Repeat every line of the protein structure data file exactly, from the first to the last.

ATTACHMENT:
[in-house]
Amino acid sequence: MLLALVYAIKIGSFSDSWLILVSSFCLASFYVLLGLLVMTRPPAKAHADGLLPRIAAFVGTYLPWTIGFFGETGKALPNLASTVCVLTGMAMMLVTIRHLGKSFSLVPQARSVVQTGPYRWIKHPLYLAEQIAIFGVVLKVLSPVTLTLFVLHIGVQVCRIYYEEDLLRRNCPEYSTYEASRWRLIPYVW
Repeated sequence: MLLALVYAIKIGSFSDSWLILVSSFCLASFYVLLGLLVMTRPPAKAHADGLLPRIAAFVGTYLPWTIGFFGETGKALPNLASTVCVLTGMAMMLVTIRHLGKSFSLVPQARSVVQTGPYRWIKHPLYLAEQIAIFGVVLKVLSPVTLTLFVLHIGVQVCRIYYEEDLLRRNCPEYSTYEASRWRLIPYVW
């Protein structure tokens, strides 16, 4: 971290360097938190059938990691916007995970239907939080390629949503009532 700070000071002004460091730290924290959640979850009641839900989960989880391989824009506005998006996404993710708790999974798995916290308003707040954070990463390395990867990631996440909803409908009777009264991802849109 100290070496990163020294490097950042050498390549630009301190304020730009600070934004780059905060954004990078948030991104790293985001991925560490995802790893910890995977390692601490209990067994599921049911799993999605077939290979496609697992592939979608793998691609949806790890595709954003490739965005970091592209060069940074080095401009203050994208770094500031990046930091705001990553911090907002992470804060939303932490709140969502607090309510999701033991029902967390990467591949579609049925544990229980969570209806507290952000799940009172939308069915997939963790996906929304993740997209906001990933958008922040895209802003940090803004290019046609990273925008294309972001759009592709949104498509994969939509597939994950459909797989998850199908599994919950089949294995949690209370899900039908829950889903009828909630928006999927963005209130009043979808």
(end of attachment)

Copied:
[in-house]
Amino acid sequence: MLLALVYAIKIGSFSDSWLILVSSFCLASFYVLLGLLVMTRPPAKAHADGLLPRIAAFVGTYLPWTIGFFGETGKALPNLASTVCVLTGMAMMLVTIRHLGKSFSLVPQARSVVQTGPYRWIKHPLYLAEQIAIFGVVLKVLSPVTLTLFVLHIGVQVCRIYYEEDLLRRNCPEYSTYEASRWRLIPYVW
Repeated sequence: MLLALVYAIKIGSFSDSWLILVSSFCLASFYVLLGLLVMTRPPAKAHADGLLPRIAAFVGTYLPWTIGFFGETGKALPNLASTVCVLTGMAMMLVTIRHLGKSFSLVPQARSVVQTGPYRWIKHPLYLAEQIAIFGVVLKVLSPVTLTLFVLHIGVQVCRIYYEEDLLRRNCPEYSTYEASRWRLIPYVW
């Protein structure tokens, strides 16, 4: 971290360097938190059938990691916007995970239907939080390629949503009532 700070000071002004460091730290924290959640979850009641839900989960989880391989824009506005998006996404993710708790999974798995916290308003707040954070990463390395990867990631996440909803409908009777009264991802849109 100290070496990163020294490097950042050498390549630009301190304020730009600070934004780059905060954004990078948030991104790293985001991925560490995802790893910890995977390692601490209990067994599921049911799993999605077939290979496609697992592939979608793998691609949806790890595709954003490739965005970091592209060069940074080095401009203050994208770094500031990046930091705001990553911090907002992470804060939303932490709140969502607090309510999701033991029902967390990467591949579609049925544990229980969570209806507290952000799940009172939308069915997939963790996906929304993740997209906001990933958008922040895209802003940090803004290019046609990273925008294309972001759009592709949104498509994969939509597939994950459909797989998850199908599994919950089949294995949690209370899900039908829950889903009828909630928006999927963005209130009043979808």